The end is the beginning


Personal / Friday, July 6th, 2018

In 2003, I graduated from college. From the end of my internship to the day of my graduation ceremony I applied to 60 jobs. I kept a list. Sixty jobs. One or two applications resulted in interviews. It was incredibly frustrating.

And so, when I finally got a job offer I went. I moved to Alberta. I drove across the country by myself and I started a life in a very small time. But not much of a life.

It turns out that the job I had gotten was not everything that had been promised to me over the phone. I was the only reporter and photographer trying to fill a paper – but filling the paper got easier as less and less advertising was sold. As it became clear that this small town didn’t need a second newspaper, and I was making very little money for a lot of work, I decided to quit.

And so I arrived back in Ottawa at the end of the summer, jobless again, and had a breakdown.

Months went by, we rang in the new year. I landed a retail job and quickly discovered that they had hired the wrong person – I told  them I knew nothing about wine products, they told me I would learn, and then provided no one to teach me.

And so I started applying for journalism jobs again, because that, at least, I was good at. Or I had been in school. One of the top in my class, super confident that I had found the right thing for myself.

When I got offered the job in Fort Frances, I debated whether or not I really should go back into journalism. Even though this was a job as a sports reporter, which was my goal when I started school. I went to talk to my dad and felt pretty sure that it was the obvious choice – take the job rather than staying at home, broke and jobless.

So off to Fort Frances I went. Northern Ontario in February. I flew to Thunder Bay and caught the bus, and when I arrived in town I was picked up and driven directly to my new office. Which felt pretty shitty, actually, not having any time to think or even put down my bags.

I didn’t have many good days in Fort. Eventually I made friends with one of the other reporters and our summer student, but I spend my days from 8 am to 4 pm in the newspaper office, my evenings at sporting events, working. With the summer student there, we each got one day off a month. And, of course, I often had to work weekend events. I ate only take out, mostly fast food. I spent the little time I had left watching bad television in my apartment.

I was exhausted, I gained weight. I had to buy a car to do my job properly, and thus was paying rent, car, food, insurance all on an annual salary of $23,000. Oh, and my student loan payments started.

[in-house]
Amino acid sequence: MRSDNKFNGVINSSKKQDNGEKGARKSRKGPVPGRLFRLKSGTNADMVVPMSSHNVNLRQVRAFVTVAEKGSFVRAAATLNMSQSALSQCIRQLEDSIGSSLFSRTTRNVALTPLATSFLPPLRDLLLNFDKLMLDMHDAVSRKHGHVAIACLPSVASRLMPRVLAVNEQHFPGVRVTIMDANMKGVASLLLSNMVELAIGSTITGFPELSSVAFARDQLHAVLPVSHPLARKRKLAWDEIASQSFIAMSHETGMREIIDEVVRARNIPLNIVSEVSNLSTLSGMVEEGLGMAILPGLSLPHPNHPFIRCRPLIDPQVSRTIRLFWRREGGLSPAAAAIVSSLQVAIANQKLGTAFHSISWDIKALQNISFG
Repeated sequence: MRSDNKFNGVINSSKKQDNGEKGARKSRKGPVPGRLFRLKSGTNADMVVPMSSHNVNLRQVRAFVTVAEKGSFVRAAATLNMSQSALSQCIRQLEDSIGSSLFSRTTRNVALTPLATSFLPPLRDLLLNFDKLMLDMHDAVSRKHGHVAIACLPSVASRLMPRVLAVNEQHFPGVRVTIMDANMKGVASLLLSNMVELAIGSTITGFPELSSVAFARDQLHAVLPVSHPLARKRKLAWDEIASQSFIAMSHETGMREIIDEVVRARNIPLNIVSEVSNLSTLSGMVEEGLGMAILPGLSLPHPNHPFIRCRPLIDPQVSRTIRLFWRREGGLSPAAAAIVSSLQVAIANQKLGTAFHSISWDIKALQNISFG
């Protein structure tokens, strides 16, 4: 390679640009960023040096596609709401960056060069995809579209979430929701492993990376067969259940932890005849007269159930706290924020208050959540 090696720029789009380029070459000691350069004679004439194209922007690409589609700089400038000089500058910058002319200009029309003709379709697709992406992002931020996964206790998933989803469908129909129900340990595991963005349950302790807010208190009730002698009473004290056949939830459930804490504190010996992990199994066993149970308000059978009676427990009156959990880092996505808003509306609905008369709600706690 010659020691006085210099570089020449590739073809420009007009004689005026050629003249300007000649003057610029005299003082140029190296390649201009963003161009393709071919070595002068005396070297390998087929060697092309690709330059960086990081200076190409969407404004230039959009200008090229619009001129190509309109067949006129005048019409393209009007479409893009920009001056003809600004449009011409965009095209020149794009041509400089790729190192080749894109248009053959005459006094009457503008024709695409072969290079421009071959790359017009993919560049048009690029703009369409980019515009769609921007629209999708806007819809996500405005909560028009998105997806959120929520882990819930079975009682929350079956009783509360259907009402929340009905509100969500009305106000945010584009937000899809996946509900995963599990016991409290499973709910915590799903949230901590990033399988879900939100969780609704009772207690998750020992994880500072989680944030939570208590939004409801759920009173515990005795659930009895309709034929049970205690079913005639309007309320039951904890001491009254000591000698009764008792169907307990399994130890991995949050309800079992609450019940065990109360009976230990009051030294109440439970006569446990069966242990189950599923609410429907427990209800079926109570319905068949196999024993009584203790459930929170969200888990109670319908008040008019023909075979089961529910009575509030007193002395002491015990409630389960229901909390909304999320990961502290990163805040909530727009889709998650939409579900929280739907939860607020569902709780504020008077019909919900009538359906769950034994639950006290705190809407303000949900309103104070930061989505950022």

It was a completely miserable life that I was not adjusting to, and when my mother and grandfather came to visit me, my mother took one look at me and said “we’ve got to get you out of here.”

The next Monday I walked into the managing editor’s office and quit. I told him I would stay while he found a replacement, but I planned to be home by the end of June. A plan was developing. I left his office and applied to university.

This time I chose the program that had the most courses in the calendar that sounded interesting. I had just enough time left to complete a three-year degree before my free tuition expired at Carleton. (Dad was a professor, the deal stopped when I turned 26).

It turns out that quitting my job and going back to school was one of the best decisions I ever made. I got my degree, met my husband (who spent his first decade or so in Fort). I got a job that helped me pay my expenses through university – literally making as much as I had as a professional journalist. All of my skills came together to get me a great job working for a great man.

This week we went back to Fort Frances. We drove through on our way home after visiting family. It is a nice little town, a lovely place to have a cottage. It was not an easy place for me to live and I had some very rough times there – the time I got hit on the head with a puck, the time I was so sick I actually called my Mom and begged her to come thousands of kilometres to take care of me. I felt perhaps more alone there than I ever have anywhere. But at the same time Fort Frances was the end and the beginning.

If I hadn’t moved there, I may not have decided to go back to school, where my story continued.

 

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